NASHVILLE, Tenn (WTVF) — During the pandemic we saw many small businesses survive and others who simply couldn't make it.
It was also in 2020 when we saw an increase in new businesses and the numbers in the state continue to climb.
The last Yelp Economic Average showed a decreasing number of overall closures, 132,580 in total businesses across the country closed because of the pandemic and more than 97,900 permanently closed.
Main Street Alliance and Color of Change, conducted a poll that asked 600 entrepreneurs from all backgrounds how long they believed they could remain open in the current Coronavirus-slammed economy without government aid.
Only 40% of Black respondents said they could last more than six months, compared with 46% of Asian respondents, 48% of Latinx and 55% of white respondents. This was released in October of 2020.
However, new studies show despite financial hardship, there has been a surge of new business in states like Tennessee and Kentucky during the pandemic.
Maliyah Bass and Bariangela Segovia are living the dream when they opened Rolled 4 Ever Ice Cream.
"We traveled to New York our junior year of college, and we tried rolled ice cream for the first time, we thought it was a cool concept, so we decided to put it on a food truck," Bass said.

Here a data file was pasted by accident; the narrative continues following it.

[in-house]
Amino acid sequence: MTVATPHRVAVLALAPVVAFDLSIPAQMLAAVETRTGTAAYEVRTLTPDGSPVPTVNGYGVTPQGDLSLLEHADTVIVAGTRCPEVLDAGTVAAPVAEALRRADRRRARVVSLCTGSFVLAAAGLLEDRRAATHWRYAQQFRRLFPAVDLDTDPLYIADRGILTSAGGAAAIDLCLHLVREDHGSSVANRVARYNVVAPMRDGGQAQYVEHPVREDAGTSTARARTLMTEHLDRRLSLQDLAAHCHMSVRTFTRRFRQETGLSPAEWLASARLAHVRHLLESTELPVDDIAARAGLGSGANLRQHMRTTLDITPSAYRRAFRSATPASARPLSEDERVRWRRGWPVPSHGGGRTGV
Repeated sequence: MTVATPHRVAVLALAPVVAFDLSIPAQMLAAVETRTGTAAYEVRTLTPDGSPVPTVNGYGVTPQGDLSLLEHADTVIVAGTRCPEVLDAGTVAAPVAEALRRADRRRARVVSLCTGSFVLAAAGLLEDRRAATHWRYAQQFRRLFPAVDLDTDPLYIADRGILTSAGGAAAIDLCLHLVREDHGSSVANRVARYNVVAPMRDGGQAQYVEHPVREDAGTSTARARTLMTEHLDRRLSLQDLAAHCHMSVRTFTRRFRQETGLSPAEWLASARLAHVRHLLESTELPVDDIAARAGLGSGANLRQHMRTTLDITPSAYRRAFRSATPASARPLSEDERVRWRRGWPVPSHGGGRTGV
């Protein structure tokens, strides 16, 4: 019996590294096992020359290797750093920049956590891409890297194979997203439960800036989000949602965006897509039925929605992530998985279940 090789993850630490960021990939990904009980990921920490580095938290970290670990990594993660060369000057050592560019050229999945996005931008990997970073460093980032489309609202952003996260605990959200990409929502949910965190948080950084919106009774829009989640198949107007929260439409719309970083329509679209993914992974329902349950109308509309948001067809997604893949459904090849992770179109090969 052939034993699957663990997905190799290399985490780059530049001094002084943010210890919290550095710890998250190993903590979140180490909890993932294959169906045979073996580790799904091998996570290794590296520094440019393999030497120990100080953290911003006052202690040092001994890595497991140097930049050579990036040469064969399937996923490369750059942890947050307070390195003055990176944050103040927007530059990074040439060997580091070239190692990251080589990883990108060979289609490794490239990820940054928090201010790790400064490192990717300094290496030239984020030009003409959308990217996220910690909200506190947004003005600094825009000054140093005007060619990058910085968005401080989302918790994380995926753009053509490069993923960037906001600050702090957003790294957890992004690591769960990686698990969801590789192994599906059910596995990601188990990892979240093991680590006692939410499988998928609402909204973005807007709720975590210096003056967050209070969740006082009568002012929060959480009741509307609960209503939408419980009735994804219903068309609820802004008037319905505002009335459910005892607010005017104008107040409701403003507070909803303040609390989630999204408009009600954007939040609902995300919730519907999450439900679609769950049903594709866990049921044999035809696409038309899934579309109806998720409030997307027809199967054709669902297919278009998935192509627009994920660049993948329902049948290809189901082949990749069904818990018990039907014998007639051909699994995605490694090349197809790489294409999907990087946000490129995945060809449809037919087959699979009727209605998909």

It was such a success: the young women were ready to expand.
"We were in the process of trying to open a store before the pandemic, it just so happened that the pandemic hit in the middle of our plans," said Bass.
The shop opened in October of 2020.
"Even with finding a location and getting funding for the location banks would say, you know, why are these young girls trying to open up a store in the middle of a pandemic. So, we definitely had some turnaround because of that. "
In May of 2021, the National Bureau of Economic Research found more Tennesseans were applying for new business licenses during the pandemic.
"We just think outside the box and going back to the whole, you know, we just pray and, you know, pray that it all works out," Bass said.
Rolled 4 Ever Ice Cream is one of the survivors.
"Whenever you jump and do a big leap, you always have a question at the back of your head, and I think we definitely made the right decision," said Bass, "since we've had a tremendous support, and I feel like our brand is growing."
The study also says Black-owned businesses in above-average income neighborhoods increased faster than other businesses.